I come from a legacy of service. My grandfather on my mother's side was a pharmacist who served the African-American community in a small town in South Carolina. My father's side, the same thing: My grandfather had a farm and was also a doctor who built the first hospital in a four-state radius, specifically to serve African-American families.
About 12 years ago, I started getting asked to give talks to young people. I was invited because of my background—public schools in Iowa and California, then to Brown and two graduate degrees from Harvard, and now an acting career. Young guys and women would ask, "Hey. You're talking about goals and dreams, and I'm the first person in my family who has a chance to go to college, but I don't have any money. You said I could do anything—so what can I do?" And I'd say, "You know, I can't answer that question in a sound bite. Go stand over here." By the time I'd finish with these talks, I'd have 40, 50 kids waiting over there. I would try to exchange e-mail addresses with them, and I would try to do some type of e-mail mentoring.
I can't tell you how many young people I meet who, when I ask how they're doing, mumble something. They can't even look an adult in the eye. They don't feel that they're worthy of the connection. So I say, "You're magnificent. You're brilliant. There's nothing you can't do." I ask them, "How many times has an adult male ever said, 'I love you,' and expected nothing in return?" A good six to eight times out of 10, the answer is never. In their whole life. You have to remember most of the kids I talk to are being raised by single moms, so Nana's around, Auntie, Mom—and they say, "Baby, I love you"—but oftentimes the men aren't there. That's what all my work is, the talks, the mentoring, the two books I wrote of the best advice I'd been given and had to give: It's love and hugs on paper—that's all the books are.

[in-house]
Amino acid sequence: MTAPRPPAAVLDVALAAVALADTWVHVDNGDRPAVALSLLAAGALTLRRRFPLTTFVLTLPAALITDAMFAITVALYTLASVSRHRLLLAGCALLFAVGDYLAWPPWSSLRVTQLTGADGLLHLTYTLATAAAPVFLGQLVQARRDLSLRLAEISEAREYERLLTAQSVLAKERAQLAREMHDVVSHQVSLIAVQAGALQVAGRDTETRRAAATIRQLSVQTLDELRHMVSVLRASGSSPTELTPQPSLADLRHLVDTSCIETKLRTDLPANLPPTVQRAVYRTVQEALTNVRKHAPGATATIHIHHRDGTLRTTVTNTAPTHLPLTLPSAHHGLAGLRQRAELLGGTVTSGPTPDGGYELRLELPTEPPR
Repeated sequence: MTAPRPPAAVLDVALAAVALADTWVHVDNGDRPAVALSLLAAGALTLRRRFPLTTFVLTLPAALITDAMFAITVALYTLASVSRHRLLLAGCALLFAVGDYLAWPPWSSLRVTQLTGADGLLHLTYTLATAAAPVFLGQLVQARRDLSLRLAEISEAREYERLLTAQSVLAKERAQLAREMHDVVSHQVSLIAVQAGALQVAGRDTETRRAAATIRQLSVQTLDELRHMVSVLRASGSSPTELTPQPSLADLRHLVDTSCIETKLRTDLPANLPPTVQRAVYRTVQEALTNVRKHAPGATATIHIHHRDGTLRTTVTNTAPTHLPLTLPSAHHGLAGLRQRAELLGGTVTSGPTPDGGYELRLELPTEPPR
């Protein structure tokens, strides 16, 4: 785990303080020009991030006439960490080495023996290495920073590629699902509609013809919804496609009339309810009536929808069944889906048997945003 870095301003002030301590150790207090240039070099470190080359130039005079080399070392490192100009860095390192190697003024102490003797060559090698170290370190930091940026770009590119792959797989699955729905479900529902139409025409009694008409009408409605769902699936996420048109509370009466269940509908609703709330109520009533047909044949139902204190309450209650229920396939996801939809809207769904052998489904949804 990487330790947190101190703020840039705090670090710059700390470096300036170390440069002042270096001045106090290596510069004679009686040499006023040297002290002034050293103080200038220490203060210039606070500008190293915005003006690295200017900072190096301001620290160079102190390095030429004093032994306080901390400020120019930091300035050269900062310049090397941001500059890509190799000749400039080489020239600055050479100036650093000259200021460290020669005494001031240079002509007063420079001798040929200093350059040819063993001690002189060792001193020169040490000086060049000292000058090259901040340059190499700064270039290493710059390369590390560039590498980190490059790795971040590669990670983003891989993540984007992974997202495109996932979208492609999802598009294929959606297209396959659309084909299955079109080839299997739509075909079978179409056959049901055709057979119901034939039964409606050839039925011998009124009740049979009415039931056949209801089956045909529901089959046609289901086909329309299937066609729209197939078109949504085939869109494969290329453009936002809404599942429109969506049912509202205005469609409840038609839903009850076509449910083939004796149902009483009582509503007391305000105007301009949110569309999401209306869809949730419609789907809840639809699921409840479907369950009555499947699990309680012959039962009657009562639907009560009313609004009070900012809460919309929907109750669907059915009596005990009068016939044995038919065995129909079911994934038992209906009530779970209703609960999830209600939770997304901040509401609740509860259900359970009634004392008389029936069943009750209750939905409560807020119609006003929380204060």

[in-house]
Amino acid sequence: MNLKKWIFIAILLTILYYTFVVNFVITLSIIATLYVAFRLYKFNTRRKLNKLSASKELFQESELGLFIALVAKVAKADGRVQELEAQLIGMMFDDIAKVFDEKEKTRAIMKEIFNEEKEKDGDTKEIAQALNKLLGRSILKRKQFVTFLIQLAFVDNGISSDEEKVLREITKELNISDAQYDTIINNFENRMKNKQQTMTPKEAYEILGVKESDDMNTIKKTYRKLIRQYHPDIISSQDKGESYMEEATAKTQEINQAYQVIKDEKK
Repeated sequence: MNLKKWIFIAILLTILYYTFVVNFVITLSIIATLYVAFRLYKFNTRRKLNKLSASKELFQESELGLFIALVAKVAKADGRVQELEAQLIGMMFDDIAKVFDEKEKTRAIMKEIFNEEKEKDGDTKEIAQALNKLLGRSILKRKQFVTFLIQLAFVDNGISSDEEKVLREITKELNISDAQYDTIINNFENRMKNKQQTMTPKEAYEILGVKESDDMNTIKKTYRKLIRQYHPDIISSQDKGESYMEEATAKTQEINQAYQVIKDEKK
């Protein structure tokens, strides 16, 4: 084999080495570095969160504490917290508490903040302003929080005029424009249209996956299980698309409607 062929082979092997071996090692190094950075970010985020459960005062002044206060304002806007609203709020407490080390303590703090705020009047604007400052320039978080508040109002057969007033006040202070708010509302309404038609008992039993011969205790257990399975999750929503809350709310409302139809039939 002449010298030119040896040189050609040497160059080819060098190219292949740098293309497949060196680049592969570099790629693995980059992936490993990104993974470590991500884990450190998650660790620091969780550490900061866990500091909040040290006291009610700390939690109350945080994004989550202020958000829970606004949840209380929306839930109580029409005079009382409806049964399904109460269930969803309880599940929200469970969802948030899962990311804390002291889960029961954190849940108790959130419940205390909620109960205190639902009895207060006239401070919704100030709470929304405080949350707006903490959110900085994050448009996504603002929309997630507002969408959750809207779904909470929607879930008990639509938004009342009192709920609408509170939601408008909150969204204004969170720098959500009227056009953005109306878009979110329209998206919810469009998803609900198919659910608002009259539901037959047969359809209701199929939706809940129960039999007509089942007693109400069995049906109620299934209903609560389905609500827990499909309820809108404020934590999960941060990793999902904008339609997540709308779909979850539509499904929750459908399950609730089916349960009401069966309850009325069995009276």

I was fortunate that I had people in my life who demanded that I live up to my potential, and that's what I try to do with the young people I'm fortunate enough to meet. I tell them they're excellent, so they have to excel. I always ask them what my uncle Russell used to ask me: "What are your grades?" When they tell me, I say, "How are we going to turn those into straight A's? I can see that you're a straight-A student." And they've never heard anyone say that to them before.
Young people are extremely savvy and they can see through b.s. in a second, so they know if you have it in your heart or not. People ask if this is exhausting, but I believe that love expands. As you give love out, it's received and reciprocated—and it grows. That's the beauty of it. Love is an energy. You can feed it to people, and they in turn feed it to others, and eventually it comes back.